MEFs and ESCs were solubilized using 5% (w/v) sodium deoxycholate (SDC) in 100 mM Tris HCl pH 8.0, supplemented with 5 mM sodium butyrate, 1:100 (v/v) Halt phosphatase-protease inhibitor cocktail 100x and 1:1000 (v/v) benzonase. Samples were lysed at 90 °C during 10 minutes in agitation and then, sonicated for 2 min. Protein amount was quantified using BCA at 480 nm (Pierce Rapid Gold BCA Protein Assay Kit). Approximately 100 mg of protein were reduced (15 mM TCEP) and alkylated (15 mM chloroacetamide, CAA) for 1 h at room temperature in the dark. The excess of CAA was quenched with 10 mM dithiothreitol (DTT) for 15 min. Protein extracts were 5-fold diluted in 50 mM Tris and subsequently digested with Lys-C first (4 h at RT, 1:100 w/w) (Wako) and then trypsin (overnight at 37 °C, 1:50 w/w) (Promega). SDC was removed by acid precipitation with TFA (2% final concentration) and clarified by centrifugation (15 min at 20,000 g). For chymotrypsin, mESCs and MEFs were lysed in 7 M urea in 50 mM Hepes, 1:1000 (v/v) of benzonase and 1:100 (v/v) of Halt phosphatase-protease inhibitor cocktail 100x. Protein concentration was measured by Qubit Protein Assay Kit. 600 μg of protein of each lysate were digested. Samples were reduced as above and diluted 8-fold in 50 mM Tris and 10 mM CaCl2. Proteins were digested twice with chymotrypsin (4 h at RT, 1:50 w/w) (o/n at RT, 1:50 w/w) (Sigma). In all cases, peptides were desalted with C18 Sep-Pack and lyophilized. MEFs and mESCs samples were pre-fractionated by high pH RP chromatography in 34–36 fractions (see below) and analyzed by LC-MS/MS using an Ultimate 3000 RSL nano LC system (Thermo Scientific) coupled to a Q Exactive HF-X mass spectrometer (Thermo Scientific) equipped with an EASY-spray ion source (Thermo Scientific). Xcalibur (Tune V184.108.40.20606) was used for instrument control. Samples were first loaded onto a trap column (100 μm i.d x 2 cm) packed with Acclaim PepMap100 C18 5 μm, and washed for 4 min at 10 μL/min with loading buffer (0.1% FA). Then, peptides were eluted from an Easy-Spray Column (75 μm i.d. x 50 cm) packed with PepMap RSLC C18 2 μm using a gradient consisting of 0.1% FA (buffer A) and 100% ACN in 0.1% FA (buffer B), with a flow rate of 250 nL/min during 60 minutes. The column was operated at a constant temperature of 45 °C. The mass spectrometer was operated in data dependent acquisition (DDA) mode. MS1 resolution was set to 60,000 resolution (m/z 200) and maximum ion injection time was 25 ms (ion target value = 3E6). The 10 most abundant isotope patterns with charge ≥ 2 and < 6 from the survey scan were selected isolated using a 2 m/z window and fragmented with HCD (normalized collision energy, NCE 27). MS2 resolution was 15,000 or 30,000 with a maximum injection time of 22 and 54 ms respectively. Ion target value was 1E5. Raw files were analysed by MaxQuant v220.127.116.11 against Mus musculus databases (UniProtKB: 21,982 protein sequences; Ensembl: 68,342 isoform sequences). Carbamidomethylation of cysteine was included as fixed modification and oxidation of methionine, acetylation of protein N-terminal and deamidation of asparagine and glutamine were included as variable modifications. Other parameters were set as default.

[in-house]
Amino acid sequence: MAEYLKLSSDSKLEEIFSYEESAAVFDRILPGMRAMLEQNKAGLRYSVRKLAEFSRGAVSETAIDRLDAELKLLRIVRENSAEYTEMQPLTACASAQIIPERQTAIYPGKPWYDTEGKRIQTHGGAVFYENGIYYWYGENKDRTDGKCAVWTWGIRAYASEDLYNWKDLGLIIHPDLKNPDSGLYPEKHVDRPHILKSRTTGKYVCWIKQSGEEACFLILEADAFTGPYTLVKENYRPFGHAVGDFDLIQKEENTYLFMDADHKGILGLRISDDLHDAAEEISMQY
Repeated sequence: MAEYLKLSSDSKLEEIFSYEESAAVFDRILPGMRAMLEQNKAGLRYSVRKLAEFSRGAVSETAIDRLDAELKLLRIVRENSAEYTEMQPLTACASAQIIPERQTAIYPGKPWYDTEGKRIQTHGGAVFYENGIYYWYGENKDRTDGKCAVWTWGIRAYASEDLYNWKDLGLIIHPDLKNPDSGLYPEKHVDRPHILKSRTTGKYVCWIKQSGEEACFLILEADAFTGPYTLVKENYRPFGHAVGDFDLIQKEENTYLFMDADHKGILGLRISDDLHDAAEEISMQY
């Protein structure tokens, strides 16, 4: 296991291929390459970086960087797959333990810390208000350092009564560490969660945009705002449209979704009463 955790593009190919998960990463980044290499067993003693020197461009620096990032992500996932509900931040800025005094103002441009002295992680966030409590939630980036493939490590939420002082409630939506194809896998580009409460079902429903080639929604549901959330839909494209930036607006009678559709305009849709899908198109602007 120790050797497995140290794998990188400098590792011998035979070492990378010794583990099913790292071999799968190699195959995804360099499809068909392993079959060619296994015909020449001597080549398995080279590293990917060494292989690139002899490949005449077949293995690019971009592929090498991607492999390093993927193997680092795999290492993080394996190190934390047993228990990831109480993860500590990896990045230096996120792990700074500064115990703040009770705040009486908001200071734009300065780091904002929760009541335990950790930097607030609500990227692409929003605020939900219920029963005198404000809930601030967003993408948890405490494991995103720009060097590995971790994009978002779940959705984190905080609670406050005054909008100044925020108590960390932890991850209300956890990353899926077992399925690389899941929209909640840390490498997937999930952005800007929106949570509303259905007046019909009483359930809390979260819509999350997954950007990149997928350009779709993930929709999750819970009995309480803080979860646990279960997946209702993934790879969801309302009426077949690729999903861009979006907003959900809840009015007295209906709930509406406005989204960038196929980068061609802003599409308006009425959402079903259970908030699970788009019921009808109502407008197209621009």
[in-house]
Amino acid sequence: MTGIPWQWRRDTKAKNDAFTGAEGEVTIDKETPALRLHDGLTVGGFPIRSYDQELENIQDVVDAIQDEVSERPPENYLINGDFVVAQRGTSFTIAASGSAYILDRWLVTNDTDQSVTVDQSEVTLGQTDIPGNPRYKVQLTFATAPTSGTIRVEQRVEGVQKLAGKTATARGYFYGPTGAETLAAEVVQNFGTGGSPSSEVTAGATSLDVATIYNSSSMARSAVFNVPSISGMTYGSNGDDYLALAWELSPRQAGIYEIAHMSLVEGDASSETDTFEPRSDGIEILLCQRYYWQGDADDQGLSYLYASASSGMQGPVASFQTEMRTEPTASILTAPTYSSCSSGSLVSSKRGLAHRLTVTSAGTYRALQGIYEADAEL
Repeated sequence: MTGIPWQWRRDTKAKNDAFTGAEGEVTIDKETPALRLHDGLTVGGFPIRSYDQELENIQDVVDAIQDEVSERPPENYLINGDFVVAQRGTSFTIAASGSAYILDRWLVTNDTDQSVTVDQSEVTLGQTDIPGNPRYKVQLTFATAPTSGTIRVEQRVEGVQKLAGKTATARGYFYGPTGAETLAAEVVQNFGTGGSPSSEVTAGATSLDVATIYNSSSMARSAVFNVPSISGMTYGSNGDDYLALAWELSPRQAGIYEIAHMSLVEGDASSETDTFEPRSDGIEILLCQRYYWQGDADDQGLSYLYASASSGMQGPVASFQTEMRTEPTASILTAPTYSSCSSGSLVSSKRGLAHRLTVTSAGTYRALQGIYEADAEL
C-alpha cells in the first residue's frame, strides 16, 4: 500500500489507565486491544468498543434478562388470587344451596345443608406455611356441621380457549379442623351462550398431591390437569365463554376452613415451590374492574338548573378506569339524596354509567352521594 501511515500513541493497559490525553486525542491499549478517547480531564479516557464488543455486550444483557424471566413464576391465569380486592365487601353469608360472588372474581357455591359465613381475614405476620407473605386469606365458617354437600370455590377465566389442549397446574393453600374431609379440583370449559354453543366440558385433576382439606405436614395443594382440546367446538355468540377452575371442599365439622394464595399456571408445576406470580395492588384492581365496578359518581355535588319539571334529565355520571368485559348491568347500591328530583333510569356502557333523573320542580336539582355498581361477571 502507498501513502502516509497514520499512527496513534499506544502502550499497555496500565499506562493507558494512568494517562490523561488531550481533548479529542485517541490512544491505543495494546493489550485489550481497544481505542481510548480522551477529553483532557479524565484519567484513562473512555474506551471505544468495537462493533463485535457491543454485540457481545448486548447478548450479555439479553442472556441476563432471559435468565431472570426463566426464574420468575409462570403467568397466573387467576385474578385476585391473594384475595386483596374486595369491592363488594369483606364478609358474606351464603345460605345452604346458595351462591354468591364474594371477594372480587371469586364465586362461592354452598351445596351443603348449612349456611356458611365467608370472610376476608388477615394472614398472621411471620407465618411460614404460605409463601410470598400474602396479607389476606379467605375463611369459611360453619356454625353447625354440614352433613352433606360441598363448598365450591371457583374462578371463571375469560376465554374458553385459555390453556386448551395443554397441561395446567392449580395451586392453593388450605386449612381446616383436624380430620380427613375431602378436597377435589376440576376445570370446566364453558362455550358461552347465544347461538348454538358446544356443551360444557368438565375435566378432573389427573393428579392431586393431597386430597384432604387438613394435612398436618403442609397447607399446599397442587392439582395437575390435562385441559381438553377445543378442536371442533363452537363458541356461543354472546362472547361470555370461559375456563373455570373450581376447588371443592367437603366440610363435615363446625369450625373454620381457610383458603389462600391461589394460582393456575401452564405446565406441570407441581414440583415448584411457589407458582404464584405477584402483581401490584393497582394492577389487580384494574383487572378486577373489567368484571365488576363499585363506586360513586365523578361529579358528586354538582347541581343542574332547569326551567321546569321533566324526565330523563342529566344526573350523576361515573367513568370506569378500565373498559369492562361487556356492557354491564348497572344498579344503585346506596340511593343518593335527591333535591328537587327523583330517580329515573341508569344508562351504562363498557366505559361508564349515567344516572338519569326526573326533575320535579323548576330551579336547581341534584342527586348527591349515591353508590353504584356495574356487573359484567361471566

Parallel reaction monitoring